He is totally opposed to the proposed wind farm at Parham airfield. "We need alternative forms of energy but on shore turbines have run their course – they are noisy and intrusive."
His Labour challenger is Neil MacDonald, an Ipswich borough councillor. Aged 38, he is unmarried, lives in North East Ipswich, and works as an IT designer at BT Laboratories
"The rural economy is changing, with fewer people being employed in agriculture. We must create new skills such as IT, creative and media, and tourism. There is a severe shortage of affordable rural housing," says Mr MacDonald.
"One of the challenges facing the constituency is how we are able to provide good quality services to enable viable and sustainable communities to thrive. The heart of our villages and market towns has been ripped out by the closure of shops, post offices and pubs."
Mr MacDonald realises that a divided opposition has allowed the Tories to hang on in the constituency in the past two elections. "We have to stop the Liberal Democrat tactic of trying to squeeze the Labour vote. They are attempting to fight on our ground, but Tony Blair has delivered record investment in schools and hospitals to the enormous benefit of Suffolk Central and Ipswich North.
"Ipswich Hospital has been under pressure, but thanks to Labour, it is delivering a tremendous level of service. It may be struggling with capacity, but only until the Garrett Anderson annexe is opened in 2007, which will provide an extra 100 beds and four additional operating theatres.
"When Labour won in 1997, £36bn was being spent on schools. Today it is £63bn. I support the campaign to establish a University of Suffolk in Ipswich, but this will be threatened should the Conservatives win. At the moment, 45% of over 18s go to higher education and Labour has pledge to increase this to 50% – Michael Howard's Tories want to cut the fugue to 35% which would mean they would abandon project to give Suffolk a university.
"At the same time, we should increase vocational training. There is nothing wrong with being a tradesperson and we should provide the latest facilities to enable those who wish to pursue courses such as plastering and bricklaying. We need a state of the art college of further education and a major spin-off of the university project will be the relocation of Suffolk College.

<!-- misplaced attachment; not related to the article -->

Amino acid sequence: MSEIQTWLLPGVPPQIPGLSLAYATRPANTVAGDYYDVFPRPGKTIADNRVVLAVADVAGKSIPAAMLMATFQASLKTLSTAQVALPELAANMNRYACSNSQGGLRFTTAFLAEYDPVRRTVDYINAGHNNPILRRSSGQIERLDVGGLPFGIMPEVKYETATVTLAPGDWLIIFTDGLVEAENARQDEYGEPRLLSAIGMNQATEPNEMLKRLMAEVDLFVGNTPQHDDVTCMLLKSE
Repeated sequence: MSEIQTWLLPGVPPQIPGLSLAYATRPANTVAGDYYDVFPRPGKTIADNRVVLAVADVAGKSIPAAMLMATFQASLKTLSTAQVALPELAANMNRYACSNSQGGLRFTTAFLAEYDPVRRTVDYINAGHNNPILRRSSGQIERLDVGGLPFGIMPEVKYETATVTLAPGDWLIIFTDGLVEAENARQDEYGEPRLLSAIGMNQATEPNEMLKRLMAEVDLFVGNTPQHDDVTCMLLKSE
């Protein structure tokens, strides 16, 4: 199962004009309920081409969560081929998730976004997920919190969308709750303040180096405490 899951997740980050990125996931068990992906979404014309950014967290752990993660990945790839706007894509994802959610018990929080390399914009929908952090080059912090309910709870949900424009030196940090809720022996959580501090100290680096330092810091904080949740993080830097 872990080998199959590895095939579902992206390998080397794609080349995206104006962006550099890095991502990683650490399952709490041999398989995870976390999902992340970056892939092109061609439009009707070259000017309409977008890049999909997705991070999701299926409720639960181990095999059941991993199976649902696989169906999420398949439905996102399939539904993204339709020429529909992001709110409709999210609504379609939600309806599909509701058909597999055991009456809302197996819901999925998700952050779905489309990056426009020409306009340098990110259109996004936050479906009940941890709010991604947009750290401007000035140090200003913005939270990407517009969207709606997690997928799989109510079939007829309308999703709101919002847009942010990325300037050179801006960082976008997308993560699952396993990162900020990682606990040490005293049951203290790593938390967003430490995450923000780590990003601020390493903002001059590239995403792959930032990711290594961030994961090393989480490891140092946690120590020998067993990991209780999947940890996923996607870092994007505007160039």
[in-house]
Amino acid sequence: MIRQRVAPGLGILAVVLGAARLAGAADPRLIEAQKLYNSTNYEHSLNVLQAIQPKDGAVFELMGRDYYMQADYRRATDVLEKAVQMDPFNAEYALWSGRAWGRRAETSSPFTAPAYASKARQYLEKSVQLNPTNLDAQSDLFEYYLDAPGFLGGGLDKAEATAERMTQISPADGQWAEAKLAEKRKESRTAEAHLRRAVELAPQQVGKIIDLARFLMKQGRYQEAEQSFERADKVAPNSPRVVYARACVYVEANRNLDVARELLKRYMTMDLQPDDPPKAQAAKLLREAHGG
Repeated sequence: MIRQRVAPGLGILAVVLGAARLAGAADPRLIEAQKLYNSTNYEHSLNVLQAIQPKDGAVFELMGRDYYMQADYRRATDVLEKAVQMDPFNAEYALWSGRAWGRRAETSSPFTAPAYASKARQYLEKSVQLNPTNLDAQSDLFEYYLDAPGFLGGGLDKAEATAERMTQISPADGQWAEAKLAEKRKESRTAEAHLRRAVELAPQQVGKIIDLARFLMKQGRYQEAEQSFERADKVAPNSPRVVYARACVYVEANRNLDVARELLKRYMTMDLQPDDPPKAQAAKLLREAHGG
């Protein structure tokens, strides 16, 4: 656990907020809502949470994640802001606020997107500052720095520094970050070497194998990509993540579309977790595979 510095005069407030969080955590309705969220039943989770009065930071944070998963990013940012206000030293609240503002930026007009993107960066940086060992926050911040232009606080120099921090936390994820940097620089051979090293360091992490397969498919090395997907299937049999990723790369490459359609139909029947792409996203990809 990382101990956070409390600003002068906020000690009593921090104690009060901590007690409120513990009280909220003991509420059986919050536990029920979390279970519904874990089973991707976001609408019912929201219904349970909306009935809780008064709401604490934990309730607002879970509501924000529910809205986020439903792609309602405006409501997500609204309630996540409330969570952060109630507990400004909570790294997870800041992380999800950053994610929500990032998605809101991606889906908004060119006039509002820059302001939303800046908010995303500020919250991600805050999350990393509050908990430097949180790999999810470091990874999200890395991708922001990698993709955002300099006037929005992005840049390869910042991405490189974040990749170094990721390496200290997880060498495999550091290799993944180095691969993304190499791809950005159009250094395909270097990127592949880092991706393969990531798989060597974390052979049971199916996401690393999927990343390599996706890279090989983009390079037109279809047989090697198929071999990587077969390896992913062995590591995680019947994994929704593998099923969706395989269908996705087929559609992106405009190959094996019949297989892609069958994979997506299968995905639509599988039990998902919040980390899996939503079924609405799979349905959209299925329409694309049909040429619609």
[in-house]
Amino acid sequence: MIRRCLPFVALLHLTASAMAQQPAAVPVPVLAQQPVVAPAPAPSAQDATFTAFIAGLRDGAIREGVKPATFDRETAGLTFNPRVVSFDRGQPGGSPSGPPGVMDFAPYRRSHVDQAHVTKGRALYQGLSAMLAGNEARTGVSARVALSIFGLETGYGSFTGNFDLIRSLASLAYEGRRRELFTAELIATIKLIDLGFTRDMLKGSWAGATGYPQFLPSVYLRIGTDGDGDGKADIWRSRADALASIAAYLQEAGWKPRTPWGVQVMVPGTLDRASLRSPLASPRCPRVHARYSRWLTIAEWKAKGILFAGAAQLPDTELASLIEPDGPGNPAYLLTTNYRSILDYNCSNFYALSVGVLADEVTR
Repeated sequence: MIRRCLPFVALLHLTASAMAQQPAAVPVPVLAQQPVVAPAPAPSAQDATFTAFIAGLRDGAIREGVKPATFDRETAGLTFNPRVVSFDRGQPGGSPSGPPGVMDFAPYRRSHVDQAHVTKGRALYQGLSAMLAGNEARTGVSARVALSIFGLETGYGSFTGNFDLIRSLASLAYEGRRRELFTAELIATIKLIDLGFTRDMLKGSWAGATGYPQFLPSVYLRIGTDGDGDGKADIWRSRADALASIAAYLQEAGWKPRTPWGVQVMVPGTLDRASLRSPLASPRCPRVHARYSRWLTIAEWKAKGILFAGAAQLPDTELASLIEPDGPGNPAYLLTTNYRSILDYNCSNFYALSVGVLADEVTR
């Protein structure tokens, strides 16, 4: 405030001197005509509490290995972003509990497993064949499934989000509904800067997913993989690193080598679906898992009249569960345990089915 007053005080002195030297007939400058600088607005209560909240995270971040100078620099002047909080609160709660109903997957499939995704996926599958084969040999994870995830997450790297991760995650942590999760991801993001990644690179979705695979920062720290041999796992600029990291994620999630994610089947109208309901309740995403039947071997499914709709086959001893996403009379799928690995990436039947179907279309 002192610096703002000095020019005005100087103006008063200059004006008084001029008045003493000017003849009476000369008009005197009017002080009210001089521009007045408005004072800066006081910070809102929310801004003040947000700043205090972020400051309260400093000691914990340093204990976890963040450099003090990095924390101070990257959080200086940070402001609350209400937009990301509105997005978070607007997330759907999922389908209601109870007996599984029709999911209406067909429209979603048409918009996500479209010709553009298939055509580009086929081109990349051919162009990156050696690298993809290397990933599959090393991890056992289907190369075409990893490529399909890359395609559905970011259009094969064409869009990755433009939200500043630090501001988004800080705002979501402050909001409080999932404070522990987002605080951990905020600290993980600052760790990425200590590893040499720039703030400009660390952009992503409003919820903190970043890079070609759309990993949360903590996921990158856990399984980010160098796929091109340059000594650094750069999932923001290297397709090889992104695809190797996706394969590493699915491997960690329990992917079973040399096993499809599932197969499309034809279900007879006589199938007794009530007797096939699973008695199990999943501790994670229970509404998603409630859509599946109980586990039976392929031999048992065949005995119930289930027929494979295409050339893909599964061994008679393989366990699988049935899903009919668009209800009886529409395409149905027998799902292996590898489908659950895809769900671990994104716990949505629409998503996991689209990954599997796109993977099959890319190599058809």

"I am keen to see the concept of community policing expanded to north Ipswich. It has been launched successfully in the south east of the borough where it has been a great success. There is a fear of crime and visible policing helps to address that.
"Rural areas need to have increased policing – of course you cannot have a policeman in every village on duty for 24 hours but we must strive to achieve better response times to incidents.
"Anti social behaviour blights urban areas, market towns, and the countryside and the Government's recognition of the problem with the in introduction of anti social behaviour orders for offenders has been one of the success stories of Labour's second term.
"We need renewable energy sources which is why I support the provision of wind turbines at Parham – it is a hideous, rundown airfield and a windfarm is one of the least inoffensive uses to which it could be put."
Liberal Democrat Andrew Houseley is 42, unmarried, and lives at Parham in the constituency. Born in Felixstowe, his father was a renowned Liberal county councillor.
Mr Houseley says: "A quarter of the electors live in Ipswich but the urban Tory vote and urban Labour vote is volatile and we are a natural home for them.
"Being in third place is hard, but Labour's vote is there to be squeezed and I believe we have a good chance of pulling off a major shock, especially when you factor in the support for UKIP which will be drained from the Tories.